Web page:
At this point we can show how these growth algorithms can be used to fill space and create Fractal patterns that are fully two-dimensional.

Hilbert Curves and Filling Space
11:53

We will revisit the creation of the Seirpinski triangle using L-Systems, also called the Seirpinski's Arrow system.

Seirpinski Triangle L-System
08:04
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Cellular Automata
5 Lectures 01:02:06

In this lecture we understand the concept of a Cellular Automata and perform a simple print based automata operation.

Cellular Automata
12:29

At this point we get more sophisticated in our printout and implement Rule 30, a specific one-dimensional automata.

Rule 30: A 1D Cellular Automata
14:48

This is the first part of our creation of the Game of Life automata in which we use the Tk interface to create a grid for two-dimensional automata creation.

The Game of Life, A 2D Cellular Automata, Part 1
15:56

In this lecture we finish our creation of the Game of Life, applying the rules of the game on our grid and observing what happens as we run it.

The Game of Life, Part 2, Final Program
12:24

Using the same grid from the Game of Life, we now implement a set of rules called Majority Rule and observe the output.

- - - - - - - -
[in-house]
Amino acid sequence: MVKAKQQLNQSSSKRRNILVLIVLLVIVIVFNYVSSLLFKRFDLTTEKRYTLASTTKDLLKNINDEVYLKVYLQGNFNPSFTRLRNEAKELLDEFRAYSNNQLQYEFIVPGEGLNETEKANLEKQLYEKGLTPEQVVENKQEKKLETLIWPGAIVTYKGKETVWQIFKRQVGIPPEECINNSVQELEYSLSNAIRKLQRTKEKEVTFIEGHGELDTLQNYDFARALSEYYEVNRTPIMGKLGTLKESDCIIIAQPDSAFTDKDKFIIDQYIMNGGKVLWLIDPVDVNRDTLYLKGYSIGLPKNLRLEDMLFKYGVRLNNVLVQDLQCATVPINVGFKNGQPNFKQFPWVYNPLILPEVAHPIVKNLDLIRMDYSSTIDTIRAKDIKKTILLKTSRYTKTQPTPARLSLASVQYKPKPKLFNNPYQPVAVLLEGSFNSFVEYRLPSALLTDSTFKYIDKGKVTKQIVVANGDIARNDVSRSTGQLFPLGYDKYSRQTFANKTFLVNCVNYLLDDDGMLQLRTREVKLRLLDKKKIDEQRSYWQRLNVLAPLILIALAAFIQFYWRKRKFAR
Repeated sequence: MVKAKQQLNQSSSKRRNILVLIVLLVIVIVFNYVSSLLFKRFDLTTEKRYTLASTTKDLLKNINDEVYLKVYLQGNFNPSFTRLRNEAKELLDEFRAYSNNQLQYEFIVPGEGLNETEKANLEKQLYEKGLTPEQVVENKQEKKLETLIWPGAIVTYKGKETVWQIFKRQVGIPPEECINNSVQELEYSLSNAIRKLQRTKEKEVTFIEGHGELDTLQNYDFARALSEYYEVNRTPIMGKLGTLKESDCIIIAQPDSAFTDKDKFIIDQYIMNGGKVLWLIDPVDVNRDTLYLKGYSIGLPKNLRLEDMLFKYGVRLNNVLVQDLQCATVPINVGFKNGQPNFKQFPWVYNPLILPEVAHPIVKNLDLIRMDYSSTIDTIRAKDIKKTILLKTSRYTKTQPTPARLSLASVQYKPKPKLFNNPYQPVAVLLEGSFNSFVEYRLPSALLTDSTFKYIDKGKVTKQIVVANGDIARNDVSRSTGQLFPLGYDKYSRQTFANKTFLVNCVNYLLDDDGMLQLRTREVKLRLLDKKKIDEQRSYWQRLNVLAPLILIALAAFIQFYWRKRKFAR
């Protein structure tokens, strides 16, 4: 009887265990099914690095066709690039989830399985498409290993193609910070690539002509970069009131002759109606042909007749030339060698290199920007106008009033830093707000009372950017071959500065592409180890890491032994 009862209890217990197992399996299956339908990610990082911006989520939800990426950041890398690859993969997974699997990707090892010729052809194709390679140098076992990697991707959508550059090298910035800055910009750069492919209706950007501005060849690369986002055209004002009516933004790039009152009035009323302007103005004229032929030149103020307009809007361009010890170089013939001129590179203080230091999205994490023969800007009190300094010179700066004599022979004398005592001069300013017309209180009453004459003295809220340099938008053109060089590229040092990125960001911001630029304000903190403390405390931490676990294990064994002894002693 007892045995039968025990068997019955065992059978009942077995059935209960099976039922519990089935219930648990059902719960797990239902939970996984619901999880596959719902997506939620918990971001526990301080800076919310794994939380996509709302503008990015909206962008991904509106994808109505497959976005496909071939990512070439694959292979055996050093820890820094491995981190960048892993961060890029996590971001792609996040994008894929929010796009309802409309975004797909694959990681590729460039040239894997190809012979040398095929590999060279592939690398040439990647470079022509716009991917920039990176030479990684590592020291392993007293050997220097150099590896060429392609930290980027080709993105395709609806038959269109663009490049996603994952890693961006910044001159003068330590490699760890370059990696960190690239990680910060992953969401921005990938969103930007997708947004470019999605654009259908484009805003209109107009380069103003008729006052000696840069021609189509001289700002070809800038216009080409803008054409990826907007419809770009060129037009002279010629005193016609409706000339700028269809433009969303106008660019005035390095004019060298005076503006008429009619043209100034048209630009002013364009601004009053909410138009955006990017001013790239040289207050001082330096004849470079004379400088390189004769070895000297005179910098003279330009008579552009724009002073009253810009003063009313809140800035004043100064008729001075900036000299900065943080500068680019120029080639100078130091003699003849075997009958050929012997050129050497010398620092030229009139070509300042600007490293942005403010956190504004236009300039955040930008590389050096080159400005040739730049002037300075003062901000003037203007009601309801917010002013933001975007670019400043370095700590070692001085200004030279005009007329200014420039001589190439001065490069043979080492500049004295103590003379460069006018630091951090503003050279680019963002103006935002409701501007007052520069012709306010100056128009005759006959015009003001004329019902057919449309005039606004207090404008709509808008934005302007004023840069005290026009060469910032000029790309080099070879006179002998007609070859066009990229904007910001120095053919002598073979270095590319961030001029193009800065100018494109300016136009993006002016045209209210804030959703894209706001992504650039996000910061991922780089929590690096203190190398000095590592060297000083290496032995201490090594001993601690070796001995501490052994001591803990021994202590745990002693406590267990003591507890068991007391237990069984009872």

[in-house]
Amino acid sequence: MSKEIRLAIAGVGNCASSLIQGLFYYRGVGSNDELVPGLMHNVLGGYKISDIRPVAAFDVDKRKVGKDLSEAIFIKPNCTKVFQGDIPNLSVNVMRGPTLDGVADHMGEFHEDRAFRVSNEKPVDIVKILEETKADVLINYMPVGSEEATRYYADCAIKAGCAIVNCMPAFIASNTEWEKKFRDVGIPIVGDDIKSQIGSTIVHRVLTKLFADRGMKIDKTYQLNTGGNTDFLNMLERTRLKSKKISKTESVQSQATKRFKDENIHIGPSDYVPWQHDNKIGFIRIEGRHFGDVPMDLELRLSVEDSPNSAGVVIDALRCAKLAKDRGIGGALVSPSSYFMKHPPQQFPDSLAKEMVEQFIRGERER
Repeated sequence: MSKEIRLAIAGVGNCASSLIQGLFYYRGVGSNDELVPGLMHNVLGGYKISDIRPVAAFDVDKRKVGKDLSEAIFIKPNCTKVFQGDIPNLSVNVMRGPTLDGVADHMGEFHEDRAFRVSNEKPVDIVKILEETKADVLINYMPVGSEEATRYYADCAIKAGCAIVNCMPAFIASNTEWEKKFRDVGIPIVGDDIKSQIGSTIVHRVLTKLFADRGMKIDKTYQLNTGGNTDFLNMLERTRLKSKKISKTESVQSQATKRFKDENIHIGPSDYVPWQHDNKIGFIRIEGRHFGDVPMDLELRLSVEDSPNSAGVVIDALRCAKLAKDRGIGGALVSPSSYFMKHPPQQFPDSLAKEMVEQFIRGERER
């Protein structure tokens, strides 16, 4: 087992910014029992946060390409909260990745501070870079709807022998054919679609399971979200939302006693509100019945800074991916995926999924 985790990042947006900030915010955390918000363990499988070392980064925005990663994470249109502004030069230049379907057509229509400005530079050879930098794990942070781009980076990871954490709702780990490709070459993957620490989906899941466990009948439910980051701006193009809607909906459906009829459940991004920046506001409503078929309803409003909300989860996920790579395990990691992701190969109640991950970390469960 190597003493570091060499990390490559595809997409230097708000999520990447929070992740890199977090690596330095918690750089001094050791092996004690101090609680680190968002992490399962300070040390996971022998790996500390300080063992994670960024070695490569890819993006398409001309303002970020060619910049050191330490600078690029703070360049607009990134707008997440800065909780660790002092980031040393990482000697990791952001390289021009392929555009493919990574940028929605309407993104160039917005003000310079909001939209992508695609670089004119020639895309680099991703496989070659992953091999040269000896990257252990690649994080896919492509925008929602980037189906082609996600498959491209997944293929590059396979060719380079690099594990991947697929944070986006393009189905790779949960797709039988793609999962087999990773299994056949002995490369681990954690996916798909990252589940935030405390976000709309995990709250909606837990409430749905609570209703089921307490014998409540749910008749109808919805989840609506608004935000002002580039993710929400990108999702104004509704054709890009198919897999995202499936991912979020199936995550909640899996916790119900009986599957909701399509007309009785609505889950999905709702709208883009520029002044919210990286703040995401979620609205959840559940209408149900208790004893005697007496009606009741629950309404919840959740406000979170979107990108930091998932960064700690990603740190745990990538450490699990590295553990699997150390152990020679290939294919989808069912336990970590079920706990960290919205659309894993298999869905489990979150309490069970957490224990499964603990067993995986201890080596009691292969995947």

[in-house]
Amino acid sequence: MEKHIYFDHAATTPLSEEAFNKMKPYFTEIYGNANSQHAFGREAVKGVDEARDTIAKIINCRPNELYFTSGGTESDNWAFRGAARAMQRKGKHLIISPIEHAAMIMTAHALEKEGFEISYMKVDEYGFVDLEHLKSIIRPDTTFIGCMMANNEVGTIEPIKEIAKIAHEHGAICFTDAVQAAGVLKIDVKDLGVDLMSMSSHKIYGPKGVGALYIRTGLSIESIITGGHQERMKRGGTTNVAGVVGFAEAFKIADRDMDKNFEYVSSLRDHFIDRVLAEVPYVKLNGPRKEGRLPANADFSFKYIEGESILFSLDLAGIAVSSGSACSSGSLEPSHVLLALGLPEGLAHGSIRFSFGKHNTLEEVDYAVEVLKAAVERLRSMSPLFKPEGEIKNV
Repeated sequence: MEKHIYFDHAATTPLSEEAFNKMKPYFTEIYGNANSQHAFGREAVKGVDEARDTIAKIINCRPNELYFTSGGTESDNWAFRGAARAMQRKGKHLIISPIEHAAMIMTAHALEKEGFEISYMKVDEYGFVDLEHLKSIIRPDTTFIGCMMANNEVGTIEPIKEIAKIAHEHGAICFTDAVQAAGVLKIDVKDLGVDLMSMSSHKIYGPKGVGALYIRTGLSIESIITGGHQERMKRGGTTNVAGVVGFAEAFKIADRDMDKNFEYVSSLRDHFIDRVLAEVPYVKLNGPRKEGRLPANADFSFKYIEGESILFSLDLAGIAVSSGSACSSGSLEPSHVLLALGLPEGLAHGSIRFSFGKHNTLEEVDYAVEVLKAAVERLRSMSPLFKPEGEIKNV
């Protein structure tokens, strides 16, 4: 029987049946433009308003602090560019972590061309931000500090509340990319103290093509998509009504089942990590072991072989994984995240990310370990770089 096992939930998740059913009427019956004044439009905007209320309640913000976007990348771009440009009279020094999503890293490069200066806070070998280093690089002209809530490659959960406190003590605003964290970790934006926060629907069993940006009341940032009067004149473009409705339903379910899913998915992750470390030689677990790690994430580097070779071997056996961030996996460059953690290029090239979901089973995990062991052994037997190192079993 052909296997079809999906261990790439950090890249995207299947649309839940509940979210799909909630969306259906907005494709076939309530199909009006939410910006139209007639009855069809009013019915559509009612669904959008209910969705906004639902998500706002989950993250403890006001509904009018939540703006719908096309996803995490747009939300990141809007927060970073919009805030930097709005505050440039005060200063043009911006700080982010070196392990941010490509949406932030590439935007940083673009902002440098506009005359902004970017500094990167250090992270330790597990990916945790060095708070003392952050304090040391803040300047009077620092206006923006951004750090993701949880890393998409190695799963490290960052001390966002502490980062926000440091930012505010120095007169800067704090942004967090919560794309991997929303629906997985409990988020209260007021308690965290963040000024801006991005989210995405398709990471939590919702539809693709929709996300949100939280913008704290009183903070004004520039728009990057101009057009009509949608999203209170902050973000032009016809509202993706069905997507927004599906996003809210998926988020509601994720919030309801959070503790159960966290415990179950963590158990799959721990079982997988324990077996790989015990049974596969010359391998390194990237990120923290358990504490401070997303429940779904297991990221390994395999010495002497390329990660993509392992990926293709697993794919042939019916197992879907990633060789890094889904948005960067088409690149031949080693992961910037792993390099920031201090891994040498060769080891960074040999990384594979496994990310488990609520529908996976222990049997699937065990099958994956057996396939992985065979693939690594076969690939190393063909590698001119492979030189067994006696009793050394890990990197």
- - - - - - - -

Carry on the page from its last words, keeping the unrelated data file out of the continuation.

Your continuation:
Majority Rule
06:29
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Quadratic Iterator: Bifurcation And Chaos
5 Lectures 01:03:08
Introduction to the QA
12:55

Graphing the QA
14:11

Graphing the Iterations
16:47

The Feigenbaum Plot
12:39

In this lecture we expand on the Feigenbaum plot just created to add some event driven process items to zoom on different values for the a parameter.

Feigenbaum, Event Driven Processing
06:36
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Conclusion
1 Lecture 02:50
Conclusion & Review
02:50
About the Instructor
Nicholas Jacobi
4.0 Average rating
20 Reviews
1,267 Students
1 Course
Actuary

I've been performing mathematical programmer for 20 years across a variety of languages. After starting my career as a game programmer I moved on to become an actuary. Over the past ten years I have been coding actuarial based applications and making business decisions for a variety of insurance companies.